The results shown demonstrate that virtually no sulfur (SO2) release occurs from a coal which was subjected to pretreatment with calcium oxide in the manner described above and subjected to exposure to reducing conditions, in the form of a gasifying environment, immediately prior to combustion, despite the fact that the combustion temperature was approximately 2100° F. In this example, approximately 85 percent of the sulfur was retained in the coal ash. For comparison, a sample of raw coal, without any sulfur absorbent, was subjected to the identical reducing atmosphere and combustion conditions. As can be seen in FIG. 3, the raw coal produced significant levels of SO2.
Although a precise explanation of the unexpected results of the present invention is not possible at the present time, one possible explanation is that oxidizing conditions poison the sulfur absorbent by poisoning its reactivity with respect to sulfur capture.
FIG. 4 shows another flow diagram illustrating a further embodiment of the invention. In this embodiment, the reducing conditions are established within the gasification zone (reducing reactor) of an integrated system having a gasification zone 12 and a combustion zone 18. The coal-sulfur absorbent mixture 5 is fed into the gasification zone 12. The mixture may be pretreated to render the coal non-agglomerating, as described above, depending on the construction of the reactor 12. Conditions are maintained reducing in the gasification zone 12 by maintaining the air to coal ratio at a value low enough to have excess carbon in the form of char in the zone and therefore no free oxygen, or by recycle of a portion (not shown) of the gas from the reducing/gasification zone 12. The temperature in the gasification zone 12 should be maintained sufficiently high to achieve carbon conversion on the order of at least 50 percent. Temperatures on the order of 1500° F. should prove sufficient. The char 2 produced in the reducing/gasification zone is then fed into a combustion (oxidizing) zone 18 where combustion of the carbon is completed. Temperatures in the combustion zone 18 are controlled at the desired temperature, on the order of 2100° F., by having the oxidizing zone 18 operate at a high excess air level. The high level of oxygen in the combustion zone 18 will promote the oxidation of calcium sulfide to calcium sulfate, and tend to minimize the decomposition of calcium sulfate to calcium oxide and sulfur dioxide. Since the adiabatic combustion temperature will, in general, be much higher than that at which calcium sulfate is stable, means to reduce the combustion temperature should be employed. One means of temperature control is by the utilization of excess combustion air. Part of the flue gas from the combustion/oxidizing zone, which contains excess oxygen, bypasses the reducing zone 12 and is blended with the non-oxygen containing fuel gas 6 from the reducing zone in a separate combustor 16, which may, for example, comprise a conventional boiler, to produce sulfur free flue gas.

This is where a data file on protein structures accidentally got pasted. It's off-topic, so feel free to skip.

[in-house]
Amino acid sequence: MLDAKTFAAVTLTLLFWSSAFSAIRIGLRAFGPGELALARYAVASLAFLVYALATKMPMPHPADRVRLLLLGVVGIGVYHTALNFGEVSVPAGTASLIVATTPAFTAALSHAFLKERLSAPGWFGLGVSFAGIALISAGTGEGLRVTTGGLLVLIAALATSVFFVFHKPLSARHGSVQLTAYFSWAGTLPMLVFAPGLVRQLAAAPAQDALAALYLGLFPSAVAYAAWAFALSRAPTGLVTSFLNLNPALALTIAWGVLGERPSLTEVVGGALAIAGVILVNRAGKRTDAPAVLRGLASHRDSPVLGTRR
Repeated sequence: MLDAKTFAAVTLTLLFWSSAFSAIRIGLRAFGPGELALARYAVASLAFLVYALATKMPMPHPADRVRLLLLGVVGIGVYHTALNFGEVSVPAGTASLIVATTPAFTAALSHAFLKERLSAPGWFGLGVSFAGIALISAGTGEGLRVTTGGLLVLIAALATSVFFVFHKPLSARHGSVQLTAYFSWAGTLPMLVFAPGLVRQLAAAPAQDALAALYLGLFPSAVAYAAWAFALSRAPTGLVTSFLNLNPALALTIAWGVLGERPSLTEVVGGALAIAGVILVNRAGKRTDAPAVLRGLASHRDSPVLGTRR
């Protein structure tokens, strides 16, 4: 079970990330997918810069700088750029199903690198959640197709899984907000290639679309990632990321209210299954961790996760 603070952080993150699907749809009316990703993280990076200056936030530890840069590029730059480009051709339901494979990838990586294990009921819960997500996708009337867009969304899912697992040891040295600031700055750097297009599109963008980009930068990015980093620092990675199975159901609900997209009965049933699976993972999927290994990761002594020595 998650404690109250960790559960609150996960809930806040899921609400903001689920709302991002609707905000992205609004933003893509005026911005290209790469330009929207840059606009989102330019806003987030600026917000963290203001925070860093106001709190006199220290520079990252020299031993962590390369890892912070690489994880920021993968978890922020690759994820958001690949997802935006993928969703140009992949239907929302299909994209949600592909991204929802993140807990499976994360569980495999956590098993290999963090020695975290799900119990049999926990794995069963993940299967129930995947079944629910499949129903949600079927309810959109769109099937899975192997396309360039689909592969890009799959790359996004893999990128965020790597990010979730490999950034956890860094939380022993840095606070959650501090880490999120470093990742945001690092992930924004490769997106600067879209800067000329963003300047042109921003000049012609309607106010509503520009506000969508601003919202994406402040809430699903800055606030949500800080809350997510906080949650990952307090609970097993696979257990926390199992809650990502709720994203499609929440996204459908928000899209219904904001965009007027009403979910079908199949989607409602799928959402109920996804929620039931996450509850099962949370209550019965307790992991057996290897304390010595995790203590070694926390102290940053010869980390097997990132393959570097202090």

The remaining portion 7 of the flue gas 3 from the combustion/oxidizing zone 18 is fed to the reducing zone 12.
As further illustrated in FIG. 4, air is supplied to the combustion zone 18, while calcium sulfate-containing ash is removed from the combustion zone 18. Temperatures in the combustion zone 18 are preferably maintained over 2000° F., and temperatures as high as 2400° F. may be possible.